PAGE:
Lawyers want to practice law. They do not want to spend a lot of time pouring over numbers,” said law firm practice management guru Erik Mazzone.
Mazzone has been retained as a practice management advisor for Lawyers Mutual of North Carolina.
“With legal technology evolving at a rapid pace at a time practitioners are dealing with challenges from the pandemic, we knew our insureds would appreciate a free practice management resource to help them operate more efficiently and with less risk,” said Julie Beavers, director of client services for Lawyers Mutual.
Mazzone is authoring informative articles and providing one-on-one consulting services for the company’s insureds. Insurance holders receive three hours of consulting per year at no additional cost. Consultations are virtual.
Mazzone has over 20 years of practice management experience as the founding director of the Center for Practice Management at the NCBA and as a managing partner at a small law firm. In addition, he has written and lectured at law schools.
‘I’m Working Too Hard’
A common complaint Mazzone hears from lawyers is, “I’m working too hard and not making enough money.”
“It requires us to dig in on a firm’s finances,” he explained. “Is there too much staff? We’ll look at a metric that allows us to compare apples to apples, so revenues per employee. We’ll look at things like the billing rate, the realization rate, the collection rate. We’ll look for places where there is revenue leakage at the firm. Sometimes someone just hasn’t moved their billing rates in 10 years.”
“Firms often set a billable rate; then there’s not a lot of analysis necessarily afterward to check on profitability. So a lot of times it’s just everybody taking their draw, and if the bills are paid and the employees are paid, and there’s a little money left in the account afterward, that’s good enough,” said Mazzone.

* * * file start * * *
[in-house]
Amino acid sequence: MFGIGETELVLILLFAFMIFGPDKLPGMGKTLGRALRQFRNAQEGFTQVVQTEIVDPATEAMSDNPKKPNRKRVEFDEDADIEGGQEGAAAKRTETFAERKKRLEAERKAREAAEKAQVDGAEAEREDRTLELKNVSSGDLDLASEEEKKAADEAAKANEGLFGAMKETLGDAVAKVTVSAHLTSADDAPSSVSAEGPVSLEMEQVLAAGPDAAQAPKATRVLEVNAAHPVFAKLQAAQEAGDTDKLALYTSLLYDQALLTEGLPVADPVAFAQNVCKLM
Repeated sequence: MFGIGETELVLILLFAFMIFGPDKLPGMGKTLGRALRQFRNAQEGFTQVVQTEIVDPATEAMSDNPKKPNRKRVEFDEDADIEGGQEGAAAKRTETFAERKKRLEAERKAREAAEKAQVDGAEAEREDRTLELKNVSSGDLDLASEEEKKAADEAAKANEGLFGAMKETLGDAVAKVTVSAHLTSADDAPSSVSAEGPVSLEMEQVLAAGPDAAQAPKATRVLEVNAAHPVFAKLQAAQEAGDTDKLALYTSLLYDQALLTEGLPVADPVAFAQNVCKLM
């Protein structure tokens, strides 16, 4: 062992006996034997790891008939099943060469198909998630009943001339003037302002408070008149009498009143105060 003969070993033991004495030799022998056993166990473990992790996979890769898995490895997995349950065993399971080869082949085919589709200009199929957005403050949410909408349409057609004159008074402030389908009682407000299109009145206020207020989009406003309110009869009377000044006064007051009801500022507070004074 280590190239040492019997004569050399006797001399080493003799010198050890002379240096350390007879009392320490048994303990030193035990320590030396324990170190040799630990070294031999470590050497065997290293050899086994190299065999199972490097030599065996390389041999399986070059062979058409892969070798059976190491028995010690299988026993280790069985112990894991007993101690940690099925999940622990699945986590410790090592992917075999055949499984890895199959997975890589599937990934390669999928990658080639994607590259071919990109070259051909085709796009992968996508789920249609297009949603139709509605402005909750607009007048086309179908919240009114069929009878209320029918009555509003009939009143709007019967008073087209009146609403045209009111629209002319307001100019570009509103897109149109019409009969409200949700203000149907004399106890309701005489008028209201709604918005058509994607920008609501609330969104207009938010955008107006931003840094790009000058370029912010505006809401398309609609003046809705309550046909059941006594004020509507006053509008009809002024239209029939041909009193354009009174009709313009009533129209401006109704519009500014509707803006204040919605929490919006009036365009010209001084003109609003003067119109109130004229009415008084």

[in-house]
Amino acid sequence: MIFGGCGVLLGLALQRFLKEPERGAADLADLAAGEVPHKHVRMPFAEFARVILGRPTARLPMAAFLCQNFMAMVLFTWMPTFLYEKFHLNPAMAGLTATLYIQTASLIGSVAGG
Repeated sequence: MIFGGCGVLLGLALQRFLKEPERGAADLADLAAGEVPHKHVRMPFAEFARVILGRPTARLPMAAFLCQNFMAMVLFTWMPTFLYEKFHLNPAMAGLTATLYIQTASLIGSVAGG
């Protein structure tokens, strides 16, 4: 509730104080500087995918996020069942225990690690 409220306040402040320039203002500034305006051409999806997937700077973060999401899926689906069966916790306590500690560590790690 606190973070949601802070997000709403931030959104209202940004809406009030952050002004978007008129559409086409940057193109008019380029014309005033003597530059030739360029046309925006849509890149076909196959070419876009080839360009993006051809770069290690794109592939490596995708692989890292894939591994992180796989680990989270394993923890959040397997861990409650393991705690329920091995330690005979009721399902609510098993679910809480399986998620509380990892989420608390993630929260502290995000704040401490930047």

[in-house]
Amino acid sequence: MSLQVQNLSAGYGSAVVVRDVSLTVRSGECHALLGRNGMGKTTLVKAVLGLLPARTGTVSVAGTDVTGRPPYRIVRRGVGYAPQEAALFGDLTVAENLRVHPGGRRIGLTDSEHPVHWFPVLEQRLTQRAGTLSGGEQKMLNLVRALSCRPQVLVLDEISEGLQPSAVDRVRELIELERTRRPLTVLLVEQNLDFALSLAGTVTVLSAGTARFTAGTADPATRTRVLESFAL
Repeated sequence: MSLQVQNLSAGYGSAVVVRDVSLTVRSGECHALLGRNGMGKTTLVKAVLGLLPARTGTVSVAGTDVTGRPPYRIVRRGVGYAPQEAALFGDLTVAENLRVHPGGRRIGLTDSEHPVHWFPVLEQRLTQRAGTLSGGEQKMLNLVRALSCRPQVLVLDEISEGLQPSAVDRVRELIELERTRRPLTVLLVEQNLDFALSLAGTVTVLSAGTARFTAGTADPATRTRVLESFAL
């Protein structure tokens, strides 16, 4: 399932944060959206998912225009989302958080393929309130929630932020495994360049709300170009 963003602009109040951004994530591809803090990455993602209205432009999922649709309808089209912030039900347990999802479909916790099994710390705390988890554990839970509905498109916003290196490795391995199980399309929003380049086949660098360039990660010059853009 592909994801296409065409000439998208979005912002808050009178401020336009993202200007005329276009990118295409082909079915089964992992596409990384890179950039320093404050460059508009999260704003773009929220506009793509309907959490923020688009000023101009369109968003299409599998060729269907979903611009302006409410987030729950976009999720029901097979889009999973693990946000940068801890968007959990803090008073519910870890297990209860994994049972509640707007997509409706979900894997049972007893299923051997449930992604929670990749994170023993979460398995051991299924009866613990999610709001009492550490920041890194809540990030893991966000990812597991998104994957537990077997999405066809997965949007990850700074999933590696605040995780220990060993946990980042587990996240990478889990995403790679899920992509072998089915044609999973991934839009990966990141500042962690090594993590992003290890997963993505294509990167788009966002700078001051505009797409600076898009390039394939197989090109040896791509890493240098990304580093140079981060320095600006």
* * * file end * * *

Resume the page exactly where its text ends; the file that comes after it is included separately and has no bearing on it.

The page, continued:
“But after a year and a half of high inflation, the salaries have gone up for the staff but not for partners. There hasn’t been enough money left over because the firm hasn’t necessarily increased its top-line revenue.”
Mazzone sees bottom lines getting even thinner if a recession occurs in 2023.
“Law firms have traditionally solved their problems with growth by hiring people to do the work. But, over the last two years, they found themselves with the same problems, and they cannot do it in the way they have become accustomed to by adding people.”
The Answer is Technology
For many firms, the answer is technology, according to Mazzone.
“Start with practice management software. Is there a role here for document automation and using a centralized database to try to create some lift in terms of efficiency and get rid of what used to be a person,” explained Mazzone. “Many firms have the same information keyed in five times by three different people in Word documents and Excel spreadsheets and paper files. You start by centralizing this data into a database. Once you have your data centralized and updated, you can use that data in different ways.
“One of the places you can get a lot of bang for your buck is measuring your most frequently produced documents, letters and contracts, and introducing automation. Instead of entering the same piece of data five time and cutting and pasting the same contract 10 times, you write the contract once, and enter the data once.”
If a recession comes to pass, firms will need to increase their marketing efforts. Mazzone said he is advising clients to start with referral marketing.
“It doesn’t require a lot of money. It doesn’t require a lot of technology. Lawyers need to figure out how to build a network of folks who know them, like them, trust them, and are willing to refer business to them on a repeated basis,” said Mazzone.